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Open AccessArticle

Incidental Finding of Strut Malapposition Is a Predictor of Late and Very Late Thrombosis in Coronary Bioresorbable Scaffolds

Medical Clinic I, University Hospital of Giessen, Klinikstrasse 33, 35392 Giessen, Germany
Zentrum für Kardiologie, University Hospital Mainz, Langenbeckstrasse 1, 55131 Mainz, Germany and German Center for Cardiac and Vascular Research (DZHK), Standort Rhein-Main
Department of Cardiology, University Hospital of Erlangen, Ulmenweg 18, 91054 Erlangen, Germany
Department of Radiology, Leiden University Medical Center, P.O. Box 9600 (mailstop C2-S), 2300 Leiden, The Netherlands
Author to whom correspondence should be addressed.
These authors contributed equally.
J. Clin. Med. 2019, 8(5), 580;
Received: 19 March 2019 / Revised: 16 April 2019 / Accepted: 25 April 2019 / Published: 27 April 2019
Malapposition is a common finding in stent and scaffold thrombosis (ScT). Evidence from studies with prospective follow-up, however, is scarce. We hypothesized that incidental observations of strut malapposition might be predictive of late ScT during subsequent follow-up. One hundred ninety-seven patients were enrolled in a multicentre registry with prospective follow-up. Optical coherence tomography (OCT), performed in an elective setting, was available in all at 353 (0–376) days after bioresorbable scaffold (BRS) implantation. Forty-four patients showed evidence of malapposition that was deemed not worthy of intervention. Malapposition was not associated with any clinical or procedural parameter except for a higher implantation pressure (p = 0.0008). OCT revealed that malapposition was associated with larger vessel size, less eccentricity (all p < 0.01), and a tendency for more uncovered struts (p = 0.06). Late or very late ScT was recorded in seven of these patients 293 (38–579) days after OCT. OCT-diagnosed malapposition was a predictor of late and very late scaffold thrombosis (p < 0.001) that was independent of the timing of diagnosis. We provide evidence that an incidental finding of malapposition—regardless of the timing of diagnosis of the malapposition—during an elective exam is a predictor of late and very late ScT. Our data provide a rationale to consider prolonged dual antiplatelet therapy if strut malapposition is observed. View Full-Text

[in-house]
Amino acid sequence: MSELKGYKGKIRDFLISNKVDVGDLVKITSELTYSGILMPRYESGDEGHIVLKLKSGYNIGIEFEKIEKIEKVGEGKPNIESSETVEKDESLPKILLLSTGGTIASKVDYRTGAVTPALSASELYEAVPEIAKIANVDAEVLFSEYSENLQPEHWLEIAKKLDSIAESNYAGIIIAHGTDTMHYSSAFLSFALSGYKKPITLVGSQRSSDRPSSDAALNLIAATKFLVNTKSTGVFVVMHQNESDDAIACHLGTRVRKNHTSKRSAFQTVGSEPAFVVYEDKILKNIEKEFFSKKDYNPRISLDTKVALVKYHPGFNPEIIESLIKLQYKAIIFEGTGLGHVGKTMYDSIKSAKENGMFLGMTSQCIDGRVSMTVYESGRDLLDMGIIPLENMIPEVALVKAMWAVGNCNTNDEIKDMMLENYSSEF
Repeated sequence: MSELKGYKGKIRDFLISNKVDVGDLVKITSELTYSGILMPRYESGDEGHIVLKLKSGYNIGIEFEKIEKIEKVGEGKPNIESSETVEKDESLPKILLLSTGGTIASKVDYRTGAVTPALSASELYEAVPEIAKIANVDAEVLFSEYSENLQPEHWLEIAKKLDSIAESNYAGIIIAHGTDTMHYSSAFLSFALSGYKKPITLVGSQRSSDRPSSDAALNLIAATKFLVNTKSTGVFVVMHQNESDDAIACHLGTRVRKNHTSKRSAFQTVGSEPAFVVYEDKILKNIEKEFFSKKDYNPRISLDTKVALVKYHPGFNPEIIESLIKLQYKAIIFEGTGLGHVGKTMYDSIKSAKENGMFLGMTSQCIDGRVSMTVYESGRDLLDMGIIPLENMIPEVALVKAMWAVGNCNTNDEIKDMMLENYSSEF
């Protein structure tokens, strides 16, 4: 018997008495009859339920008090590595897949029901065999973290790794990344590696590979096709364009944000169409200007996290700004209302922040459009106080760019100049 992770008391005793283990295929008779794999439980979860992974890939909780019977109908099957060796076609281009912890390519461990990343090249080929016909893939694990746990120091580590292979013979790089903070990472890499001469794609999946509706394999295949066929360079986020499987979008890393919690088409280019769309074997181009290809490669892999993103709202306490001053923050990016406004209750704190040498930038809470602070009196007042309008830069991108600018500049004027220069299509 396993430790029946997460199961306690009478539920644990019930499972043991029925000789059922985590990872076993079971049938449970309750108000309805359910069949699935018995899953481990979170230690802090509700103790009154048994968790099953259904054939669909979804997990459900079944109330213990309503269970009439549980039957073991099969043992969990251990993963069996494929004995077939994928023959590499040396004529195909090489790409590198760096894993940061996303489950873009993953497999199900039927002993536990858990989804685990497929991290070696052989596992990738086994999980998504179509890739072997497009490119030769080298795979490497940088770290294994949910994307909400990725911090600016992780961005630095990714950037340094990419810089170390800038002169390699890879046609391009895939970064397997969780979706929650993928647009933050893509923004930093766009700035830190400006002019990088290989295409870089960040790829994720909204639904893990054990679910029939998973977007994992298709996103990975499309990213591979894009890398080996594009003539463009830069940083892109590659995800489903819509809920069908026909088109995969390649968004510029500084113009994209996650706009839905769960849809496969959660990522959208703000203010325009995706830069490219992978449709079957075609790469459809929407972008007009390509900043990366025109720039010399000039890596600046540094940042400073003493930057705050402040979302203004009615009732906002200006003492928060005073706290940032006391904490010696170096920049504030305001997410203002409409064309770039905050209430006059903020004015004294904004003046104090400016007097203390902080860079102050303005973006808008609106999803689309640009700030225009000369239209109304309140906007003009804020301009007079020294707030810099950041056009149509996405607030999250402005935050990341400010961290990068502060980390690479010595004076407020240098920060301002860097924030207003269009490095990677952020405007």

Keywords: stent thrombosis; bioresorbable scaffold; optical coherence tomography stent thrombosis; bioresorbable scaffold; optical coherence tomography
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Boeder, N.F.; Weissner, M.; Blachutzik, F.; Ullrich, H.; Anadol, R.; Tröbs, M.; Münzel, T.; Hamm, C.W.; Dijkstra, J.; Achenbach, S.; Nef, H.M.; Gori, T. Incidental Finding of Strut Malapposition Is a Predictor of Late and Very Late Thrombosis in Coronary Bioresorbable Scaffolds. J. Clin. Med. 2019, 8, 580.

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